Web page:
What follows are some thoughts I had in the wake of Cassini’s finale. It’s a shorter and rougher version of what I originally envisioned, but it’ll do for now. All errors of accuracy and grammar are my responsibility alone, though I would blame the fact it was written in the course of an hour-long airport layover.
As soon as I felt the airplane’s wheels scraping back against the Earth, I turned my phone on, but it was already gone. I scrolled through my feed, trying to find the moment I knew I had missed.
At 7:55 eastern daylight time, to the extent earthly concepts of time mean anything when discussing interplanetary travel, and while I sailed above cell towers without a signal for the first time in weeks, if not months, Cassini lost its tether to the Earth one final time. Spacetime is a funny, nearly incomprehensible thing for someone like me, so I don’t know at what point to mourn Cassini’s end: the exact moment we lost its signal, backdated to account for the hundreds of millions of miles it traveled? The moment we received its message? Some unknowable point after it stopped transmitting and Saturn’s atmosphere, an unfriendly mix of hydrogen and helium, began tugging at the vessel just a bit harder, its molecules resolutely standing in the way of Cassini while it flew at tens of thousands of miles per hour, battering it with an ever-growing heat that turned the gas into a sunset-colored plasma? And what, I wondered, will replace it should our earthly problems seep past the upper reaches of our planet?
After all, on the TV that hung above the boarding lanes of my gate, the talk was nuclear war. Shortly before, while I was still at my seat waiting to be called I refreshed my phone again. “Happening now: the spacecraft is reconfiguring to transmit its final observations to space in real time.” By that point it had already crossed the path of Enceladus and the outermost rings of the planet. Its moon, its rings. Without it, they were distant concepts: seeable to some but enigmatic to all. It was speeding along at a pace unimaginable to human vision or minds, save for its numerical measure (69,368 mph, to be exact). And all the while—its eyes and ears and mouth and nose, with names I can barely string together—were wringing that experience for all that it was worth: the composition of the planet it would soon become, its temperature, its magnetic field. It still took us over an hour to hear its observations of these moments, but when we did, it was in Cassini’s own words coming in directly as it witnessed them.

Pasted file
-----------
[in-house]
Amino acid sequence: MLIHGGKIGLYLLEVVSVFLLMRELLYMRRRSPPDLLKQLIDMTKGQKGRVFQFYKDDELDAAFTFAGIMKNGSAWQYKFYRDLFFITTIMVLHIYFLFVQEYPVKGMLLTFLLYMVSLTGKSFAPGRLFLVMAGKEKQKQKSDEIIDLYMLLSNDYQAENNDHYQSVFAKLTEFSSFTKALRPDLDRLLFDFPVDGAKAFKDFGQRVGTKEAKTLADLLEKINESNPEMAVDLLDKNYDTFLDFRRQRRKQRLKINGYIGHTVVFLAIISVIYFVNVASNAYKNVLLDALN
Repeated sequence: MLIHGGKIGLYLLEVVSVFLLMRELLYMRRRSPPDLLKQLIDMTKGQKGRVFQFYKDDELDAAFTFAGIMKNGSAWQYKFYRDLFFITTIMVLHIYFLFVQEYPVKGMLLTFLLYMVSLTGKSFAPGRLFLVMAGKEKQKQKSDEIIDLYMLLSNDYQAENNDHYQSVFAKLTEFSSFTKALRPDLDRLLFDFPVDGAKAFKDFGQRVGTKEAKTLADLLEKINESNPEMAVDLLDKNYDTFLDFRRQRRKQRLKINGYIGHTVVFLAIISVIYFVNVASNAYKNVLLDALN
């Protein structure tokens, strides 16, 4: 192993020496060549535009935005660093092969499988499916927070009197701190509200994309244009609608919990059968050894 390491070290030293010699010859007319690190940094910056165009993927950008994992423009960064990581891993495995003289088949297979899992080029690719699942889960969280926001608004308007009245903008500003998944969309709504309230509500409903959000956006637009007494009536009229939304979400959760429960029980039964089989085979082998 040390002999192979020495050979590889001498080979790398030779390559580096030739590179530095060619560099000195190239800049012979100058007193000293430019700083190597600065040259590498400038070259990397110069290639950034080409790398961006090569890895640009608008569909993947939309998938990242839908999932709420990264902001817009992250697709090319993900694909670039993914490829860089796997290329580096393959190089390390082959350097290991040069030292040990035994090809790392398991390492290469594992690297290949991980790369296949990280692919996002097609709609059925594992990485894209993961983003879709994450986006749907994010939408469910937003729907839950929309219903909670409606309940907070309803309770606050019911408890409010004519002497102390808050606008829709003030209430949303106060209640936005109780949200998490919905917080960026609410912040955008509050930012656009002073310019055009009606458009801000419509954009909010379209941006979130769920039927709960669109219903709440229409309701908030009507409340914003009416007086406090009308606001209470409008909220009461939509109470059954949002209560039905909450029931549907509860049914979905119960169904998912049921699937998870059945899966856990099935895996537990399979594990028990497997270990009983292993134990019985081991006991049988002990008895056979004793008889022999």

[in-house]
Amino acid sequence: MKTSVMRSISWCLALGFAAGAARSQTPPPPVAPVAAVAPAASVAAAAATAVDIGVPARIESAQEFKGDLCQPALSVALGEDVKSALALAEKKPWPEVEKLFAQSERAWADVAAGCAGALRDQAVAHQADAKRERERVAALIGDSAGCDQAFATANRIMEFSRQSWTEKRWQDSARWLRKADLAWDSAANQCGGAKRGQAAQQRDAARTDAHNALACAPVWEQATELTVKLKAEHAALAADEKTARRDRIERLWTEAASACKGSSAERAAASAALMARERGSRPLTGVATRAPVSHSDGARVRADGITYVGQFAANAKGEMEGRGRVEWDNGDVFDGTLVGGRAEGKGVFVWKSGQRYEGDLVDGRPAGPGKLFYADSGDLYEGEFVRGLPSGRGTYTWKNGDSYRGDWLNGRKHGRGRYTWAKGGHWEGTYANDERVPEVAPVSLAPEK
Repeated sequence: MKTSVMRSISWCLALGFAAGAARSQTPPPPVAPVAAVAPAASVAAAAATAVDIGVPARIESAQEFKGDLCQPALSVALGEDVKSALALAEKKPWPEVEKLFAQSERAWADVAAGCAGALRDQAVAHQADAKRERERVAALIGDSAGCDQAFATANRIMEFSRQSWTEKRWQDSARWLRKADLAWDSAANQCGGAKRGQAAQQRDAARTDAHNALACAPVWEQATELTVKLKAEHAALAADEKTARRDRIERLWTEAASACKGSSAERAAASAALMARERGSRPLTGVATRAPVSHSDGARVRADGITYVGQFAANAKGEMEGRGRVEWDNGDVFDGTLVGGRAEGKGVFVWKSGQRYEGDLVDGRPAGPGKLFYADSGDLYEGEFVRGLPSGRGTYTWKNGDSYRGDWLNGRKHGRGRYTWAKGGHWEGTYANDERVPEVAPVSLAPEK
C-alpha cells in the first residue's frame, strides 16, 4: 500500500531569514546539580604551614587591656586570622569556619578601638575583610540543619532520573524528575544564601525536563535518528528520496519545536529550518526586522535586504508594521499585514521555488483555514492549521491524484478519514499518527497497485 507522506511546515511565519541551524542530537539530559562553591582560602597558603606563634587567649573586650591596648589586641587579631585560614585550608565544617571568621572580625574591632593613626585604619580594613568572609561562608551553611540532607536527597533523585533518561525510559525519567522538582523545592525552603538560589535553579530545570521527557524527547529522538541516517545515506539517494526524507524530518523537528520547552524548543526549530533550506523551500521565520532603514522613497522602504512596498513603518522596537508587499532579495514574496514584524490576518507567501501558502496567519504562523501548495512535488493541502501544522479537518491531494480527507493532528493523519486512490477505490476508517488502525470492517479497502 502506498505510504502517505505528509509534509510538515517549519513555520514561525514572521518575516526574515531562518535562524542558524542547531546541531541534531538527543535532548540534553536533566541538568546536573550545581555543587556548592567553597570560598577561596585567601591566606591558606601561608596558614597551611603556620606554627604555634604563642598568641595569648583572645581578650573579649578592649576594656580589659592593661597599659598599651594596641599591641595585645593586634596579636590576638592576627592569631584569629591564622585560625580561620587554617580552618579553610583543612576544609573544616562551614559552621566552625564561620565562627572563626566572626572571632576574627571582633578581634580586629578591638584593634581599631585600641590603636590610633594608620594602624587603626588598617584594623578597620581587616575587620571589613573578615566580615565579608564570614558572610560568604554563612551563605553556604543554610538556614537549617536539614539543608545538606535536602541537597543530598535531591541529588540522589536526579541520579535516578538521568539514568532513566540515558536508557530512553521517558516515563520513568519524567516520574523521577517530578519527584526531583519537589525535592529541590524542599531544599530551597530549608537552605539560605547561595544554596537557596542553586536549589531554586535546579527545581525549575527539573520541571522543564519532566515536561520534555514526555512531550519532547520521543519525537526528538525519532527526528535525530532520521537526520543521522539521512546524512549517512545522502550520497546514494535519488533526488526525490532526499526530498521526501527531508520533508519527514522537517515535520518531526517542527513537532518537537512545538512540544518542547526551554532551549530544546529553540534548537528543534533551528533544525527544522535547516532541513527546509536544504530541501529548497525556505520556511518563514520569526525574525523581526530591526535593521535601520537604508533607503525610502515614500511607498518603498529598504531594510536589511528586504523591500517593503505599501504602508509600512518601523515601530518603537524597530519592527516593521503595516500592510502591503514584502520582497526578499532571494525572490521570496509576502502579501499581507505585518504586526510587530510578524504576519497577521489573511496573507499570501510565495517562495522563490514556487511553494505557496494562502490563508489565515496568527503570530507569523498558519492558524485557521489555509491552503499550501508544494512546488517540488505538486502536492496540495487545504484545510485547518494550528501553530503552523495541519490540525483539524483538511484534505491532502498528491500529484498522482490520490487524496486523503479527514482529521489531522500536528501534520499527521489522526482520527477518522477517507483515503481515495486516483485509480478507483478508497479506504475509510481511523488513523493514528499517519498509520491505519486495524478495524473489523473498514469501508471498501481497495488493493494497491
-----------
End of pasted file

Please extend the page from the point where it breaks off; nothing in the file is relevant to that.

In 2013, those eyes looked back towards its first home, a place it only spent its first waking moments. We appeared as no more than a distant speck, to be sure, but if you looked up at that moment, your eyes would meet. The most that can be gleaned from the resulting photo is confirmation that we do, in fact, exist and that our world which feels so very large to us is unimaginably small even within the bounds of our own solar system. In the photo, the three agencies encompassing 24 countries all blurred into one. To its eyes, that’s what they always were.
This has always been an incredible fact about space, if not in actuality than at least in perception: that it is a last bastion for cooperation not in the name of profit, security, or technology, but for the most profound and most human quality: curiosity. I am, of course, glancing over the impetus that caused humans to quickly reach up towards the stars and some of the applications for which we use the room above us, but the mere fact these do not preclude this curiosity from driving ambitious ventures remains one of the more heartening qualities of life on Earth.
I can’t profess to know with any certainty how far we’re slipping from this ideal. Whether, in casting aside pure science in the name of placing humans farther outside Earth’s gravity will cause our multitude of problems to tag alongside them, or whether, through some unknown mechanism, we’ll rinse them from those pioneers. I can only hope.
Perhaps that’s why, despite its lack of a beating heart or a self-sufficient brain or eyes that can interpret what they’ve seen, Cassini still draws us like iron filings to a magnet or gravity’s force upon an object. Without these organic bits and pieces, none of humanity’s problems assert their will on it. There is only curiosity distilled to its purest form and with such a strength as to be capable of transmitting it across a vast distance I cannot hope to understand.
For that, Cassini, I miss you already.
Photos all courtesy of NASA Jet Propulsion Laboratory